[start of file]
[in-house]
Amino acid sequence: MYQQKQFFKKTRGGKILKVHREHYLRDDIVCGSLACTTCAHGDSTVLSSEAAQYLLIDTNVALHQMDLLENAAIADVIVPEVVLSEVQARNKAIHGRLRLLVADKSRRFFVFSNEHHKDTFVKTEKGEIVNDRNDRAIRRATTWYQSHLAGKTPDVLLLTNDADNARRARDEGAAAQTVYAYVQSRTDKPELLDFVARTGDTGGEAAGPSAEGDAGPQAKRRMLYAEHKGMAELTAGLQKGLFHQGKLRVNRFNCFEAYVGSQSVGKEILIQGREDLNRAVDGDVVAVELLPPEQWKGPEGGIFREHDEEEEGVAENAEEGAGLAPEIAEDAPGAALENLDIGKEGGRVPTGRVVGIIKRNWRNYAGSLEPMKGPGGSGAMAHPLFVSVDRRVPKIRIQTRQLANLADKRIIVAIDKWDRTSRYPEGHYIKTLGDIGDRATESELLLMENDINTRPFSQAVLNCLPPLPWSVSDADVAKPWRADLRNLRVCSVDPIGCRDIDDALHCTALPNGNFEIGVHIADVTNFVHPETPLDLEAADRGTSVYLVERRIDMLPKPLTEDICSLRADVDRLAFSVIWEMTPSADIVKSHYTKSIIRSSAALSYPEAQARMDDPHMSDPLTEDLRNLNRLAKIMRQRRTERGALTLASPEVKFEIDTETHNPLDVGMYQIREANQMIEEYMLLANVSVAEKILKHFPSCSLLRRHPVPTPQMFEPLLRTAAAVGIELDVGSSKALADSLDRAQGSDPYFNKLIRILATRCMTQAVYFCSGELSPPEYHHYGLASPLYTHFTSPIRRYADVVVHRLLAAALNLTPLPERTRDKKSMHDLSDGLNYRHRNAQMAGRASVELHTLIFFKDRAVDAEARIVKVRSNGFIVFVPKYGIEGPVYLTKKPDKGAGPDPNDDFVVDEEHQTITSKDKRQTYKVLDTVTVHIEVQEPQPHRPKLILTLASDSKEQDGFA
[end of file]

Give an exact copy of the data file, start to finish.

[in-house]
Amino acid sequence: MYQQKQFFKKTRGGKILKVHREHYLRDDIVCGSLACTTCAHGDSTVLSSEAAQYLLIDTNVALHQMDLLENAAIADVIVPEVVLSEVQARNKAIHGRLRLLVADKSRRFFVFSNEHHKDTFVKTEKGEIVNDRNDRAIRRATTWYQSHLAGKTPDVLLLTNDADNARRARDEGAAAQTVYAYVQSRTDKPELLDFVARTGDTGGEAAGPSAEGDAGPQAKRRMLYAEHKGMAELTAGLQKGLFHQGKLRVNRFNCFEAYVGSQSVGKEILIQGREDLNRAVDGDVVAVELLPPEQWKGPEGGIFREHDEEEEGVAENAEEGAGLAPEIAEDAPGAALENLDIGKEGGRVPTGRVVGIIKRNWRNYAGSLEPMKGPGGSGAMAHPLFVSVDRRVPKIRIQTRQLANLADKRIIVAIDKWDRTSRYPEGHYIKTLGDIGDRATESELLLMENDINTRPFSQAVLNCLPPLPWSVSDADVAKPWRADLRNLRVCSVDPIGCRDIDDALHCTALPNGNFEIGVHIADVTNFVHPETPLDLEAADRGTSVYLVERRIDMLPKPLTEDICSLRADVDRLAFSVIWEMTPSADIVKSHYTKSIIRSSAALSYPEAQARMDDPHMSDPLTEDLRNLNRLAKIMRQRRTERGALTLASPEVKFEIDTETHNPLDVGMYQIREANQMIEEYMLLANVSVAEKILKHFPSCSLLRRHPVPTPQMFEPLLRTAAAVGIELDVGSSKALADSLDRAQGSDPYFNKLIRILATRCMTQAVYFCSGELSPPEYHHYGLASPLYTHFTSPIRRYADVVVHRLLAAALNLTPLPERTRDKKSMHDLSDGLNYRHRNAQMAGRASVELHTLIFFKDRAVDAEARIVKVRSNGFIVFVPKYGIEGPVYLTKKPDKGAGPDPNDDFVVDEEHQTITSKDKRQTYKVLDTVTVHIEVQEPQPHRPKLILTLASDSKEQDGFA